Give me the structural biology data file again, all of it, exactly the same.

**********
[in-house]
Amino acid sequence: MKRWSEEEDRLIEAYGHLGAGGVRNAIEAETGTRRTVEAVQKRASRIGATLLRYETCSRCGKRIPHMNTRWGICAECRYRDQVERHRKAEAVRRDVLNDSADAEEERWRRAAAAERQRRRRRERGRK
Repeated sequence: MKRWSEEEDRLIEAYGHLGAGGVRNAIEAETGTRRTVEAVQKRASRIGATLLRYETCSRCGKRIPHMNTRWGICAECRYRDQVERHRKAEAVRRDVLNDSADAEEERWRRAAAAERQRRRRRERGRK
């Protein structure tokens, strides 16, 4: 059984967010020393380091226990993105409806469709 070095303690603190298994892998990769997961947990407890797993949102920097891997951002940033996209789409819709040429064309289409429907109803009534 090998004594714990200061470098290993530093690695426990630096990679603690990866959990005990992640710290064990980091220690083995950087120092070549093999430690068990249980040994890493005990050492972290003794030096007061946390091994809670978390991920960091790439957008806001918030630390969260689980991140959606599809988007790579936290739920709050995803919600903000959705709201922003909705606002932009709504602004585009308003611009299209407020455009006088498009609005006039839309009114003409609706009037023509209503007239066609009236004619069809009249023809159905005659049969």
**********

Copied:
[in-house]
Amino acid sequence: MKRWSEEEDRLIEAYGHLGAGGVRNAIEAETGTRRTVEAVQKRASRIGATLLRYETCSRCGKRIPHMNTRWGICAECRYRDQVERHRKAEAVRRDVLNDSADAEEERWRRAAAAERQRRRRRERGRK
Repeated sequence: MKRWSEEEDRLIEAYGHLGAGGVRNAIEAETGTRRTVEAVQKRASRIGATLLRYETCSRCGKRIPHMNTRWGICAECRYRDQVERHRKAEAVRRDVLNDSADAEEERWRRAAAAERQRRRRRERGRK
């Protein structure tokens, strides 16, 4: 059984967010020393380091226990993105409806469709 070095303690603190298994892998990769997961947990407890797993949102920097891997951002940033996209789409819709040429064309289409429907109803009534 090998004594714990200061470098290993530093690695426990630096990679603690990866959990005990992640710290064990980091220690083995950087120092070549093999430690068990249980040994890493005990050492972290003794030096007061946390091994809670978390991920960091790439957008806001918030630390969260689980991140959606599809988007790579936290739920709050995803919600903000959705709201922003909705606002932009709504602004585009308003611009299209407020455009006088498009609005006039839309009114003409609706009037023509209503007239066609009236004619069809009249023809159905005659049969």